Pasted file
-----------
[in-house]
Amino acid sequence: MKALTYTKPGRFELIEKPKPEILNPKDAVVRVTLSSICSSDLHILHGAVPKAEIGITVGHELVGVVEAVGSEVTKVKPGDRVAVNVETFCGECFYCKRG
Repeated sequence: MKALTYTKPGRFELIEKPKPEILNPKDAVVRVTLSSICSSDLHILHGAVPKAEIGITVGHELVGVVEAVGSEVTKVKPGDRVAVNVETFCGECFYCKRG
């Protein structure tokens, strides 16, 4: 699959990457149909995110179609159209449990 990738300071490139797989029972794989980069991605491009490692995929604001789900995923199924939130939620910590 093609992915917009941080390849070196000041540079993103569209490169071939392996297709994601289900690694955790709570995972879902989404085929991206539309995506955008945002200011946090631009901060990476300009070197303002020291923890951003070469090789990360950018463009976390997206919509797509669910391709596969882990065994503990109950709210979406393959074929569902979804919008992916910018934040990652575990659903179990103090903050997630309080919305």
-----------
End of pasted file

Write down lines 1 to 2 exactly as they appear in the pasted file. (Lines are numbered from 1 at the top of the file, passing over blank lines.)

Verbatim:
[in-house]
Amino acid sequence: MKALTYTKPGRFELIEKPKPEILNPKDAVVRVTLSSICSSDLHILHGAVPKAEIGITVGHELVGVVEAVGSEVTKVKPGDRVAVNVETFCGECFYCKRG